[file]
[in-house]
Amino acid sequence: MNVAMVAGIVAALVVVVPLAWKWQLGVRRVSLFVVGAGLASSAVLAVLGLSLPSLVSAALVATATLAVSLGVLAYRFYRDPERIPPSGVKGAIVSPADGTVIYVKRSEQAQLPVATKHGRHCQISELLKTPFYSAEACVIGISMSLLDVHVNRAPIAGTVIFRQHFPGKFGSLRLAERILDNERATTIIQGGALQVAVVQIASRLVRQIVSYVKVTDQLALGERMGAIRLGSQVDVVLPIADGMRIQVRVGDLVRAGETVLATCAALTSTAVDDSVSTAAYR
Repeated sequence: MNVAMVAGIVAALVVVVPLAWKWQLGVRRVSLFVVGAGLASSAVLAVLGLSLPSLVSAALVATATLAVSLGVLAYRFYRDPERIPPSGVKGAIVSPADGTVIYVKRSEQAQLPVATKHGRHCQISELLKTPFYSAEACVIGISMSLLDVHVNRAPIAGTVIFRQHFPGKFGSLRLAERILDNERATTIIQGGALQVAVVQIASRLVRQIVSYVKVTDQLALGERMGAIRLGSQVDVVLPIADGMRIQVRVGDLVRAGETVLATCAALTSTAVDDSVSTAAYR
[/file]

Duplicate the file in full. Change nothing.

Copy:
[in-house]
Amino acid sequence: MNVAMVAGIVAALVVVVPLAWKWQLGVRRVSLFVVGAGLASSAVLAVLGLSLPSLVSAALVATATLAVSLGVLAYRFYRDPERIPPSGVKGAIVSPADGTVIYVKRSEQAQLPVATKHGRHCQISELLKTPFYSAEACVIGISMSLLDVHVNRAPIAGTVIFRQHFPGKFGSLRLAERILDNERATTIIQGGALQVAVVQIASRLVRQIVSYVKVTDQLALGERMGAIRLGSQVDVVLPIADGMRIQVRVGDLVRAGETVLATCAALTSTAVDDSVSTAAYR
Repeated sequence: MNVAMVAGIVAALVVVVPLAWKWQLGVRRVSLFVVGAGLASSAVLAVLGLSLPSLVSAALVATATLAVSLGVLAYRFYRDPERIPPSGVKGAIVSPADGTVIYVKRSEQAQLPVATKHGRHCQISELLKTPFYSAEACVIGISMSLLDVHVNRAPIAGTVIFRQHFPGKFGSLRLAERILDNERATTIIQGGALQVAVVQIASRLVRQIVSYVKVTDQLALGERMGAIRLGSQVDVVLPIADGMRIQVRVGDLVRAGETVLATCAALTSTAVDDSVSTAAYR